|End times cloud. Well, not really.|
A few miles later we rode under the eerie orange glow of sun shining through smoke.The cloud must have been high enough to have lost most its acrid potency, because it only smelled faintly, and despite some very light ash falling, it was not irritating us as we rode along.
|Aaron rides through a thin veil of smoke and an orange glow.|
Monday dawned with low clouds replacing the smoke of the evening prior, but cool, breezy blue sky prevailed soon enough.
I was split between doing the Russian Loop or heading into Johnson. The Loop seemed to have lost some appeal after the prior day’s smoke show and possible threat of a repeat, and was also somewhat committing; the south side of Johnson was addicting, and offered options.
I headed from the cabin to Johnson Pass.
The call was the right one. After a reasonably speedy climb to the Pass, my legs told me that I could go all the way to the north end again, but after contemplating the time, drive home, and the opinions of other parts of my body, I told my legs they could just try a little harder on the return and give the rest of my body a break.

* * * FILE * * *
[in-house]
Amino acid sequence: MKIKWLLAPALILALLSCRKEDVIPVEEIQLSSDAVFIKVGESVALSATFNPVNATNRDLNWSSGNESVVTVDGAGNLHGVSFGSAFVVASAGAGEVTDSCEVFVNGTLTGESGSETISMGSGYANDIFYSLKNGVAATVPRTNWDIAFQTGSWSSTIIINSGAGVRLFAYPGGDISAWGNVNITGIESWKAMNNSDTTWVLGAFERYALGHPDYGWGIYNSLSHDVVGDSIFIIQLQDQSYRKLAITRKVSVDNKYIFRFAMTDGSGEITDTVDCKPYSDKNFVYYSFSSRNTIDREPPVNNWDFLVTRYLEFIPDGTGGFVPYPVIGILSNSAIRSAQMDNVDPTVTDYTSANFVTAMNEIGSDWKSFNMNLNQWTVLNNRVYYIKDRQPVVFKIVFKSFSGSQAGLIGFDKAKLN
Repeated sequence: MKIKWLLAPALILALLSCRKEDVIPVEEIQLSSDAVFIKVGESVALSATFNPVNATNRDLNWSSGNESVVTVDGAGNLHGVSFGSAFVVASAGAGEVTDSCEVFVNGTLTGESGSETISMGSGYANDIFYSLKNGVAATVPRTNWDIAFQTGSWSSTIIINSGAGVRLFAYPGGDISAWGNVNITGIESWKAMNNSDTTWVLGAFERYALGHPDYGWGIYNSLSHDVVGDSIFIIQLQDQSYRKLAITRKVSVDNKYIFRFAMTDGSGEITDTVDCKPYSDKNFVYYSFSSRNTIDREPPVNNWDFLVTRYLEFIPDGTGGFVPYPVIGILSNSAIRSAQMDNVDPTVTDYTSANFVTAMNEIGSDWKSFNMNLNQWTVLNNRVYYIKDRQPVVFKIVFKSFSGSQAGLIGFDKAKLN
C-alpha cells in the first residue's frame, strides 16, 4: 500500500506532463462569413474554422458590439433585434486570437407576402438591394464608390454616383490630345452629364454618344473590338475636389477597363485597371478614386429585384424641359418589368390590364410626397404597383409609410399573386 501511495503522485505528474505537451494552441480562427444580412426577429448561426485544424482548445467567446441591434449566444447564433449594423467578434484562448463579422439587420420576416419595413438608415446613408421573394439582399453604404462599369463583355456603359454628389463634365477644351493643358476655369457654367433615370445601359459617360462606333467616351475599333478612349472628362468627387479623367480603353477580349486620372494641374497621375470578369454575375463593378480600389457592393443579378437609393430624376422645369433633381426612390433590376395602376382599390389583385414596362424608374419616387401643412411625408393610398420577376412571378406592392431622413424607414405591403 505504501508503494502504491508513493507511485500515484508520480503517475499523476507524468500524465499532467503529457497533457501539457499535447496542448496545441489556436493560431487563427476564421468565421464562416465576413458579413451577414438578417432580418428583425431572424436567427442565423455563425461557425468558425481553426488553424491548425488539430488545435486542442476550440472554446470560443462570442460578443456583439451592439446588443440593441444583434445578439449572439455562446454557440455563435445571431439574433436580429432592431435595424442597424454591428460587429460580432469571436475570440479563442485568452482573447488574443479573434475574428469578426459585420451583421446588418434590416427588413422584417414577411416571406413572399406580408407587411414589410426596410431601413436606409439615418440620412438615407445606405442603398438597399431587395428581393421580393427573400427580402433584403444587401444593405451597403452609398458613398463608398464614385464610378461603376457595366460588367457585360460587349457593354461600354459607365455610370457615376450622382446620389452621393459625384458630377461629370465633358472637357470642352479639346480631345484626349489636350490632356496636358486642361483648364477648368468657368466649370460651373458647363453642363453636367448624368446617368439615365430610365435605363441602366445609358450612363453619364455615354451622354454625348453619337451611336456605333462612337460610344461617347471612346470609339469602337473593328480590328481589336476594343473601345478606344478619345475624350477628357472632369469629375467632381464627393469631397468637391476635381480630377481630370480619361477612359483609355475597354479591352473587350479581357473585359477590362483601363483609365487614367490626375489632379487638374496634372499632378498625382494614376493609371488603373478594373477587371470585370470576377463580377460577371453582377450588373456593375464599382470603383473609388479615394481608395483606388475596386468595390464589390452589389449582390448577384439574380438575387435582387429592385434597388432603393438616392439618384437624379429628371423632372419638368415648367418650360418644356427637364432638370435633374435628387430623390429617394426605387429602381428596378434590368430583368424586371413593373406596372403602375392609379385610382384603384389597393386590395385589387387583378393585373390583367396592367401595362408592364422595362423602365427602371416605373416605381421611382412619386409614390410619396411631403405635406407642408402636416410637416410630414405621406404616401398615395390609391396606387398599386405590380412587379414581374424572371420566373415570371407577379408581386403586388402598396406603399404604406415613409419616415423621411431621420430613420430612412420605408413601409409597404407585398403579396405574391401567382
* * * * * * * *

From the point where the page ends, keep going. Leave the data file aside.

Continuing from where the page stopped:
Also the right call.
|Johnson Lake Lunch Spot.|
I hit the descent harder than I think I ever have, testing the Solo’s limits by launching a few features with more speed than usual and enjoying at least one moment of suspended animation.
It’s a fun bike, and it rewards the rider for going fast and riding well on descents. It’s not harsh, but it is certainly less tolerant of laziness when the trail heads down or speed increases. It climbs well enough too now that it has lost some weight and picked up lighter shoes and better gears. It clearly prefers to climb in a more relaxed, upright position, at an easy-going pace, but it at least pretends to try when I put the hammer down. With a little better control of the Pro-Pedal via a flip-lock, it might actually do OK.